Press freedom ‘frustrating and even dangerous’ for powerful figures – Myrie

BBC journalist and presenter Clive Myrie has said freedom of the press is “annoying, frustrating and even dangerous” for powerful and influential figures as he was presented with an award for his outstanding contribution to journalism.

The 58-year-old said the US had become a “shining example of toxicity of our modern age” – saying the BBC had been forced to write to the White House to ask for a review of the security arrangements for members of the press at former president Donald Trump’s rallies following attacks on reporters.

But Myrie also criticised the UK, saying recent attacks on media freedoms, such as the detention of an LBC journalist covering a Just Stop Oil protest, looked “no better than Russia, China, Iran or Saudi Arabia”.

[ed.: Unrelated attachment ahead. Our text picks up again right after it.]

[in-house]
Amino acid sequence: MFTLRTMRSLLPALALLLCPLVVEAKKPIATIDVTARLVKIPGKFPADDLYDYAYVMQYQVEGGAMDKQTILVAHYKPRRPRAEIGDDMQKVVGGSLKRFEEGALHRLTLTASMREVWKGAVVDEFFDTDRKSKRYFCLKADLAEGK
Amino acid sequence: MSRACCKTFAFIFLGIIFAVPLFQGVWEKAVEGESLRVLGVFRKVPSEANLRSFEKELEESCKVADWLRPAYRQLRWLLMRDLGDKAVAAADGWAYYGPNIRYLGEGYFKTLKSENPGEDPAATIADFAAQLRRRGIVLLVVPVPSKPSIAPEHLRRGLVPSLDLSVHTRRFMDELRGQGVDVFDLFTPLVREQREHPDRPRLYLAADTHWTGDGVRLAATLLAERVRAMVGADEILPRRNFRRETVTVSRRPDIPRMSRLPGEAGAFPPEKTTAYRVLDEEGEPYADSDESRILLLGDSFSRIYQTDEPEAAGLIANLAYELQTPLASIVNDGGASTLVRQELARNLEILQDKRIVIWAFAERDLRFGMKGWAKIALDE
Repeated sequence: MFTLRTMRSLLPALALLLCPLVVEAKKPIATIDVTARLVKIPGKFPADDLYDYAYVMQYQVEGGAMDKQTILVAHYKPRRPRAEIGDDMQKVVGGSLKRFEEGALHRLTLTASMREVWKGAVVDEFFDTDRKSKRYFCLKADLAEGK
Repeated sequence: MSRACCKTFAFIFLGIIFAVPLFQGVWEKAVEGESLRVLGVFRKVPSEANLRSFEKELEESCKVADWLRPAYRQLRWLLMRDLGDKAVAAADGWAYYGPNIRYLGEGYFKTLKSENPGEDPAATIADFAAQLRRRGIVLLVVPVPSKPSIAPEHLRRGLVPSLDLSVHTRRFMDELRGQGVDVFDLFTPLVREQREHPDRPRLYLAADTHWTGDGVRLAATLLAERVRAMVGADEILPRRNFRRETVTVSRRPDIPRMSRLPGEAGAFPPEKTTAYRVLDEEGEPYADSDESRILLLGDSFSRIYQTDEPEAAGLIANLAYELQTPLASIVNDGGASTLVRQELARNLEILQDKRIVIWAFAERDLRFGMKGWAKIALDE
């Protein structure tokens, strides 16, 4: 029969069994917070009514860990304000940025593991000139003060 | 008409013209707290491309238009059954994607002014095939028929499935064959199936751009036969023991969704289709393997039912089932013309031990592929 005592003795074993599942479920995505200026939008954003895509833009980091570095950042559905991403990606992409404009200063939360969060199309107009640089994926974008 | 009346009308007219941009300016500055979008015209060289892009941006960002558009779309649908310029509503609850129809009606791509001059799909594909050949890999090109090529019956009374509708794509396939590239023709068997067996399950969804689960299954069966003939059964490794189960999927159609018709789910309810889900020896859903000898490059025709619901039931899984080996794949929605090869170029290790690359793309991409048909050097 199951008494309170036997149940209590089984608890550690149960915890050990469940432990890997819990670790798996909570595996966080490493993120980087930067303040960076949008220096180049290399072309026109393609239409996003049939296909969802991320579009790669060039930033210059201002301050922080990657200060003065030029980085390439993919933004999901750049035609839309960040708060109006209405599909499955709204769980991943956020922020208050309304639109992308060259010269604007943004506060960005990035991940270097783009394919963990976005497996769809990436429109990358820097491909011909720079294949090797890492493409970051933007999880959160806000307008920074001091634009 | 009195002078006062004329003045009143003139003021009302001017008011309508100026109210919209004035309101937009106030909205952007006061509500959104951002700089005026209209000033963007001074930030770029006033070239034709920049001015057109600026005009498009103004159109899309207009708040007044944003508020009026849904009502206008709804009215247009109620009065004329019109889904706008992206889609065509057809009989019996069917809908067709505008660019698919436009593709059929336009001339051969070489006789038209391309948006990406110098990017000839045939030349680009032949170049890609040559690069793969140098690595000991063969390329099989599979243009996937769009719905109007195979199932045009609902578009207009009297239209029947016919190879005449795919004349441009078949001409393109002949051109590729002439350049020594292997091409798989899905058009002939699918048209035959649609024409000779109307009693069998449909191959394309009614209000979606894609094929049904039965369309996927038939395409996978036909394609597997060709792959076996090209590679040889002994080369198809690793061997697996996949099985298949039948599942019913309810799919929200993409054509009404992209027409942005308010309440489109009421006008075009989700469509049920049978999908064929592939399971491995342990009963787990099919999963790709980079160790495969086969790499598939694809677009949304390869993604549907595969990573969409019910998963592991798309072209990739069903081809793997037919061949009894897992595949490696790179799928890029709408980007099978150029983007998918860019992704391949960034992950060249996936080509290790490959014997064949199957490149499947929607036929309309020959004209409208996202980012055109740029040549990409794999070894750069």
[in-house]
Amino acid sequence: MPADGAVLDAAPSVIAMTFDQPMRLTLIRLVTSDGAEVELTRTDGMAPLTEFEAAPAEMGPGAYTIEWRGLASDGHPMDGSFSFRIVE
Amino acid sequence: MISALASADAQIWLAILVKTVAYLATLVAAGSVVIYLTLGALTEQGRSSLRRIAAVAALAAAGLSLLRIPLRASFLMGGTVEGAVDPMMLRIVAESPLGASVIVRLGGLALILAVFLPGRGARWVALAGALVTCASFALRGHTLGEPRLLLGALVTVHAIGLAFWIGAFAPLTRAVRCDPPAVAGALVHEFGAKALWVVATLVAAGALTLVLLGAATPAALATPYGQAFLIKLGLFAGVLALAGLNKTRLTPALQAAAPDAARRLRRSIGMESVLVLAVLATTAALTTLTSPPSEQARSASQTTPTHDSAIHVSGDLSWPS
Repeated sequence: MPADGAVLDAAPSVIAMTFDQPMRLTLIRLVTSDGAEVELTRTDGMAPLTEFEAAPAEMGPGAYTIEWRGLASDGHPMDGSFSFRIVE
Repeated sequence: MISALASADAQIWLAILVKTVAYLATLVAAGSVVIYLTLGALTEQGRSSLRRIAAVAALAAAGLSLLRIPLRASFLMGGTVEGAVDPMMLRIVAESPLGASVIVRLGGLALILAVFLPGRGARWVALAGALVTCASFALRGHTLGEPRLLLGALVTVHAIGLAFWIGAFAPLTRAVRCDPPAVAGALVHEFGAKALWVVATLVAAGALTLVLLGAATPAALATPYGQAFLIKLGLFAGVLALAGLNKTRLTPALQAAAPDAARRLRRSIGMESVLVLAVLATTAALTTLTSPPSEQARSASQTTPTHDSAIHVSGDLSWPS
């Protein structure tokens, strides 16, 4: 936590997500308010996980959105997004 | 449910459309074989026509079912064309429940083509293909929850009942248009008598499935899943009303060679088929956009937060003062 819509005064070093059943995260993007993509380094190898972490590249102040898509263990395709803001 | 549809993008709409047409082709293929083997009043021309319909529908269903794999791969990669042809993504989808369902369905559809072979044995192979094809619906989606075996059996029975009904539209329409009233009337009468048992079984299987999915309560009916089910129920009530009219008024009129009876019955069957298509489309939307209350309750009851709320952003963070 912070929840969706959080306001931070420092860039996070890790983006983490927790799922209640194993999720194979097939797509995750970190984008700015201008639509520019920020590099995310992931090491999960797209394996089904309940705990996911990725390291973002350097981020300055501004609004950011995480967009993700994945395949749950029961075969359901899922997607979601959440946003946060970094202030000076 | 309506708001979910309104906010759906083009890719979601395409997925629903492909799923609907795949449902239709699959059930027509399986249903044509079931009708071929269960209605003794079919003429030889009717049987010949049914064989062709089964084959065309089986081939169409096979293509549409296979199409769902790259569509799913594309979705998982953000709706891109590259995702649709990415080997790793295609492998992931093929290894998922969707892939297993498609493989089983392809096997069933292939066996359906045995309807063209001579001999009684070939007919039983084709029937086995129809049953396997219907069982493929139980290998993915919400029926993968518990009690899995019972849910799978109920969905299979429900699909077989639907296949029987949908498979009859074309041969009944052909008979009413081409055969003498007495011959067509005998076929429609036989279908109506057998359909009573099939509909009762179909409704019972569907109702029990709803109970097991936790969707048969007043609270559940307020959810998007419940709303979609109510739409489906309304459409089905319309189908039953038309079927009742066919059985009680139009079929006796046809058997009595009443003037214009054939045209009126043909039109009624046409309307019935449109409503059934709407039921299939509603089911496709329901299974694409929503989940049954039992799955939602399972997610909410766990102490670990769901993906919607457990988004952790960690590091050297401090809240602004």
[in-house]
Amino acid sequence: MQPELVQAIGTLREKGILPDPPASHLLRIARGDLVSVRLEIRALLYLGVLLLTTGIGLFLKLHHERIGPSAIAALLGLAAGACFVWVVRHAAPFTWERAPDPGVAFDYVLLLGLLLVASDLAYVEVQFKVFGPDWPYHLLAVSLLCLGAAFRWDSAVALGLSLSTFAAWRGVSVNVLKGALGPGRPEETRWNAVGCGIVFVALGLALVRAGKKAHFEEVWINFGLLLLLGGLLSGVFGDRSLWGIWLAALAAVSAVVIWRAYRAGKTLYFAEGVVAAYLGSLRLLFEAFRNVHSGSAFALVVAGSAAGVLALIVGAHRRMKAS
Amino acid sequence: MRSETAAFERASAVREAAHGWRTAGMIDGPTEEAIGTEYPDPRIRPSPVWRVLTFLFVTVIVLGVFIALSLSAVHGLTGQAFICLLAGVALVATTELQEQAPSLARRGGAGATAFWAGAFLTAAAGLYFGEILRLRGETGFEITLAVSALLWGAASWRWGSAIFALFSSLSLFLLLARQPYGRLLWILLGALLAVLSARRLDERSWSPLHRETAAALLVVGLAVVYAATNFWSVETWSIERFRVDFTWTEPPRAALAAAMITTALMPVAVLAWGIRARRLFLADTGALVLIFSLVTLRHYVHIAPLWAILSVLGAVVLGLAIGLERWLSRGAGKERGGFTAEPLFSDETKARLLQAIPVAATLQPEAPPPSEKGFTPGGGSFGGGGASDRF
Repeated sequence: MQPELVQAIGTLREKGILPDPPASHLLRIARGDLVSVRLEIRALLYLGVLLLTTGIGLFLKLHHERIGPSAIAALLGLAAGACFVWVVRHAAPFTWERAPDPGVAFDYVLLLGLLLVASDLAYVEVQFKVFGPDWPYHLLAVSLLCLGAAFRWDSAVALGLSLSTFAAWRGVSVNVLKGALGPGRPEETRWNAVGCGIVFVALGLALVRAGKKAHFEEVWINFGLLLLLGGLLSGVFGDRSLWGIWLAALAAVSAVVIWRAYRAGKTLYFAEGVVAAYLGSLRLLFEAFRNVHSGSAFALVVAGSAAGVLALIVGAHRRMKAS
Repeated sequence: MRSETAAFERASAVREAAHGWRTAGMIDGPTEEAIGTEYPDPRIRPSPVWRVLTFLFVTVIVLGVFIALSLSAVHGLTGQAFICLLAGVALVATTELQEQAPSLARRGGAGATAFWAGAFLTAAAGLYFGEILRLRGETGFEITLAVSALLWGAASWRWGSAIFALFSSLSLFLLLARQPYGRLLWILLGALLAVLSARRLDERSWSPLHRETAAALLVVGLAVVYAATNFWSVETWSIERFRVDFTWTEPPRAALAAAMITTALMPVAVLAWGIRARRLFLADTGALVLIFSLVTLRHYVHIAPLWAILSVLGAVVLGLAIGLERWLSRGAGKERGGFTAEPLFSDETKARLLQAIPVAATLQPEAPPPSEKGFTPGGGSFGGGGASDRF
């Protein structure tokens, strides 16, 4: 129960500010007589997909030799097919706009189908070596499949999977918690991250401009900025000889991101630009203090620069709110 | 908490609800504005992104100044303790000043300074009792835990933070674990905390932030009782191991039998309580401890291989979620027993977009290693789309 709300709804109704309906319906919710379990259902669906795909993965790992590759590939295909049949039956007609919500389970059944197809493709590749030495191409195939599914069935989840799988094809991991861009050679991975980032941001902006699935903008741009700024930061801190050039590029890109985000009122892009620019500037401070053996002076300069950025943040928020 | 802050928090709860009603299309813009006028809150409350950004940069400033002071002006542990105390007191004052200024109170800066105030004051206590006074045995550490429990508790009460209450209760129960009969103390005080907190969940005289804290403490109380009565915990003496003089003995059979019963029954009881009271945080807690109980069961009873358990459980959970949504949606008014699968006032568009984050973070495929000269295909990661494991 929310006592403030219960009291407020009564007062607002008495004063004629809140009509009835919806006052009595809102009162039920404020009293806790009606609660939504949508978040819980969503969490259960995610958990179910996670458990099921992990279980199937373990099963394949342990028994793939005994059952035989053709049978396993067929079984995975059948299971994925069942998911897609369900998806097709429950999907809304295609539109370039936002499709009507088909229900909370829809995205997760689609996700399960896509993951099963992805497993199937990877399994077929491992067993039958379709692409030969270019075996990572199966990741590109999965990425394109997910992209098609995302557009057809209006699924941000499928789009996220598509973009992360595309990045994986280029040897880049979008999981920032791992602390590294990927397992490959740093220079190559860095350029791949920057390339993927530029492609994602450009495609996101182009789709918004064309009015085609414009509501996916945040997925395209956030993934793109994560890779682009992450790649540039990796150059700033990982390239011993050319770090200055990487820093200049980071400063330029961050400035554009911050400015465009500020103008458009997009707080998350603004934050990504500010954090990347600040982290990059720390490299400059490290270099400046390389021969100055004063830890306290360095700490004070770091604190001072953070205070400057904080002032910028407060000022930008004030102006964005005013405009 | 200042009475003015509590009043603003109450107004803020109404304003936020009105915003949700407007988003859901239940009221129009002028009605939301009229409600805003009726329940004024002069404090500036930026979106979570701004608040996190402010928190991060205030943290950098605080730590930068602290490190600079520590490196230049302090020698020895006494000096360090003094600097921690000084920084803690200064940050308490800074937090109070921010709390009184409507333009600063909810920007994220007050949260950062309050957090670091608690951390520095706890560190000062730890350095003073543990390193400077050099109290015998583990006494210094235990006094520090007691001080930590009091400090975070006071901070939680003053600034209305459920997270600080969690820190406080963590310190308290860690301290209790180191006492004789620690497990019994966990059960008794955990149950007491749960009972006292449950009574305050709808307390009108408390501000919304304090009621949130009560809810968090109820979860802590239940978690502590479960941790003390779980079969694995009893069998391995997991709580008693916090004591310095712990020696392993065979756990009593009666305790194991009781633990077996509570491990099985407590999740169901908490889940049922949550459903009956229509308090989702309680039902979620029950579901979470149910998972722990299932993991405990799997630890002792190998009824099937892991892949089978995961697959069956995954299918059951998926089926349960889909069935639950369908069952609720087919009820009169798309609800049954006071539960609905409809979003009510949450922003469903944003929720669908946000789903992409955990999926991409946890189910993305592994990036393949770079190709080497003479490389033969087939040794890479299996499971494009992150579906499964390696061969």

He told the Society of Editors Media Freedom Conference that billions of people in countries such as Russia and China “struggle to access journalism produced without intervention from politicians” or “threats to their wellbeing”.

Myrie was presented with a special fellowship award for outstanding contribution to journalism during the event on Wednesday.

Speaking about how powerful figures were now against press freedoms, he said: “There are too many people, entities, sections of society, governments, who don’t think, don’t understand what our role is.

“It is about trying to fully inform the public.

“A plurality of opinion is not what they want.

“They seek propaganda and bolstering of their own narrow point of view.

“They want to shut down conversations, not open them up.

“They are the true enemies of the people. They are the true enemies of democracy.”